I prefer to use locally sourced, sustainably grown woods. Typically that means a lot of ash, a fair amount of oak, some wild cherry, alder, yew and some smaller trunked species such as hawthorn and hazel. I search for oddly grown pieces, or choose forks in the trunk or where branches emerge from knots. Anything that will add a bit of character to the final piece.
I have a pile of wood I've gathered from may different places. It's got all sorts including what's left of my favourite piece of wood of all time - a damson branch from just up the road. Not big enough for anything substantial but a truly magnificent timber - though you would know from looking at it. On a lathe it becomes rich, purple streaked and glorious. One of the pleasures of turning is taking what can often be a rather underwhelming log or plank and transforming it into something special.
This plank on the right, for example, is from and oak tree that came down about 200 yards from my house. I was given it for helping out turning the tree it came from into lumber. It has been sitting around for a couple of years, warping and drying. I'm not yet sure what it will become, I'm just waiting for the right commission or inspiration.
However, finding that type of wood is not always easy. So I do buy in timber from time to time. I tend to go to auctions and look out for the awkward and unusual lots that others might ignore. Not only do you often get a bargain but you can also find some really interesting wood. I've recently been commisioned to make a breadboard which I did out of hard maple I bought about four years ago. Hard is an understatement, it took a lot of patience and a lot of blunt tools but it is, at least in my view, a stunning piece. I hope the person who commissioned it thinks so too.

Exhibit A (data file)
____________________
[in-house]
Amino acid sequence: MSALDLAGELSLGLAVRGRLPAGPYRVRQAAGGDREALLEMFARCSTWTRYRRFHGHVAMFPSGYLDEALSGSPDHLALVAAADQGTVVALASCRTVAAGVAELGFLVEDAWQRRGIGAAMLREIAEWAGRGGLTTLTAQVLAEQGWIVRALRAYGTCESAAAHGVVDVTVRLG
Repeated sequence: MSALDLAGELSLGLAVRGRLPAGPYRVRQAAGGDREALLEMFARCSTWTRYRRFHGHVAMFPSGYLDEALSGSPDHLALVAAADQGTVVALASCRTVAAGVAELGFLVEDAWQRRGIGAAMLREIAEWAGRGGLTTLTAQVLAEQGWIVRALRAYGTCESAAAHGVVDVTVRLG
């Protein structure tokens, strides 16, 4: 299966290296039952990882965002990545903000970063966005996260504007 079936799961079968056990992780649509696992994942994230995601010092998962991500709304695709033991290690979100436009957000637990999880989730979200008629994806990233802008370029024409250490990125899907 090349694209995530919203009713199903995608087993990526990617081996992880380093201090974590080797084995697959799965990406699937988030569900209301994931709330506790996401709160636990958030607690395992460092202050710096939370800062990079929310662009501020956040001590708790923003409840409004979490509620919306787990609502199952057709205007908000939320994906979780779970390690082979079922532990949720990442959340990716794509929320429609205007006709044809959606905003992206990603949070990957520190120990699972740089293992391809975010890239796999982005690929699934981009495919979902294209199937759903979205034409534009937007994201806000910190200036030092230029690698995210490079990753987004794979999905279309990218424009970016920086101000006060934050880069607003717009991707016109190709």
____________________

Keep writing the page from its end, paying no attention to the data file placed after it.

"Wood does not need embellishing, merely revealing"
All text and images copyright Toby Murcott 2013.
"Each bowl is unique The feel of the tool on the wood, the aroma of the shavings, the shape that emerges is always different.
My speciality is simple, clean lines and elegant curves. No harsh angles and no unnecessary detail. Wood does not need embellishing, merely revealing."